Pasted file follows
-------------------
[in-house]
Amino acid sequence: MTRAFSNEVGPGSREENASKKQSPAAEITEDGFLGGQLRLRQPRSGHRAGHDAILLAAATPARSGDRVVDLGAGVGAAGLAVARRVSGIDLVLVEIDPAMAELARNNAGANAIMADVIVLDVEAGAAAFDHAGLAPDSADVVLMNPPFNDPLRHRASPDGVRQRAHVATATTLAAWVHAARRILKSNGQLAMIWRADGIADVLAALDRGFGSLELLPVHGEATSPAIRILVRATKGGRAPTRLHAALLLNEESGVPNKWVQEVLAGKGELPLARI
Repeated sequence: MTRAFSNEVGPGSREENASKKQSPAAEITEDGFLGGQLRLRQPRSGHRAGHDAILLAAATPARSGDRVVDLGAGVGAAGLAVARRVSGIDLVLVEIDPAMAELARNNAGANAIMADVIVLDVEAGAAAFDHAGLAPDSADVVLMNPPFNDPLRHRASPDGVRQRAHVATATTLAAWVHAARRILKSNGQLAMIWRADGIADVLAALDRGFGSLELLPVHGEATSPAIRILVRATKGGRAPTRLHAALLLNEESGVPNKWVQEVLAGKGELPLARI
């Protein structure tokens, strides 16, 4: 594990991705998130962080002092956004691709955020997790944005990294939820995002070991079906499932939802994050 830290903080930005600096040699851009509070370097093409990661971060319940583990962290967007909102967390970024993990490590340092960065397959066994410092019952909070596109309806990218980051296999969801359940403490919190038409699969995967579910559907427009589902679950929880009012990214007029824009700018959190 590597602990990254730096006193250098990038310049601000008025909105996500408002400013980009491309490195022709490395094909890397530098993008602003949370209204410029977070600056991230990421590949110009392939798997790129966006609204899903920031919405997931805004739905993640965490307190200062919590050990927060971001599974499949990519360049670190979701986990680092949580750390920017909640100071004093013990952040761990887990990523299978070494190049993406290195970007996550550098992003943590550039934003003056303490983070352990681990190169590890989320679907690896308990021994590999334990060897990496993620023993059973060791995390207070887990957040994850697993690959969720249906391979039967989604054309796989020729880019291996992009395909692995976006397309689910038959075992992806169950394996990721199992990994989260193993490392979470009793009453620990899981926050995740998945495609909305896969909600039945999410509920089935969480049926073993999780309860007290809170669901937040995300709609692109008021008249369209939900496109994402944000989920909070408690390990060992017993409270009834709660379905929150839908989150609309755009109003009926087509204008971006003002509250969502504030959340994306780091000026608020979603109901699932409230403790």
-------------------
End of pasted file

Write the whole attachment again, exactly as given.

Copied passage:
[in-house]
Amino acid sequence: MTRAFSNEVGPGSREENASKKQSPAAEITEDGFLGGQLRLRQPRSGHRAGHDAILLAAATPARSGDRVVDLGAGVGAAGLAVARRVSGIDLVLVEIDPAMAELARNNAGANAIMADVIVLDVEAGAAAFDHAGLAPDSADVVLMNPPFNDPLRHRASPDGVRQRAHVATATTLAAWVHAARRILKSNGQLAMIWRADGIADVLAALDRGFGSLELLPVHGEATSPAIRILVRATKGGRAPTRLHAALLLNEESGVPNKWVQEVLAGKGELPLARI
Repeated sequence: MTRAFSNEVGPGSREENASKKQSPAAEITEDGFLGGQLRLRQPRSGHRAGHDAILLAAATPARSGDRVVDLGAGVGAAGLAVARRVSGIDLVLVEIDPAMAELARNNAGANAIMADVIVLDVEAGAAAFDHAGLAPDSADVVLMNPPFNDPLRHRASPDGVRQRAHVATATTLAAWVHAARRILKSNGQLAMIWRADGIADVLAALDRGFGSLELLPVHGEATSPAIRILVRATKGGRAPTRLHAALLLNEESGVPNKWVQEVLAGKGELPLARI
């Protein structure tokens, strides 16, 4: 594990991705998130962080002092956004691709955020997790944005990294939820995002070991079906499932939802994050 830290903080930005600096040699851009509070370097093409990661971060319940583990962290967007909102967390970024993990490590340092960065397959066994410092019952909070596109309806990218980051296999969801359940403490919190038409699969995967579910559907427009589902679950929880009012990214007029824009700018959190 590597602990990254730096006193250098990038310049601000008025909105996500408002400013980009491309490195022709490395094909890397530098993008602003949370209204410029977070600056991230990421590949110009392939798997790129966006609204899903920031919405997931805004739905993640965490307190200062919590050990927060971001599974499949990519360049670190979701986990680092949580750390920017909640100071004093013990952040761990887990990523299978070494190049993406290195970007996550550098992003943590550039934003003056303490983070352990681990190169590890989320679907690896308990021994590999334990060897990496993620023993059973060791995390207070887990957040994850697993690959969720249906391979039967989604054309796989020729880019291996992009395909692995976006397309689910038959075992992806169950394996990721199992990994989260193993490392979470009793009453620990899981926050995740998945495609909305896969909600039945999410509920089935969480049926073993999780309860007290809170669901937040995300709609692109008021008249369209939900496109994402944000989920909070408690390990060992017993409270009834709660379905929150839908989150609309755009109003009926087509204008971006003002509250969502504030959340994306780091000026608020979603109901699932409230403790």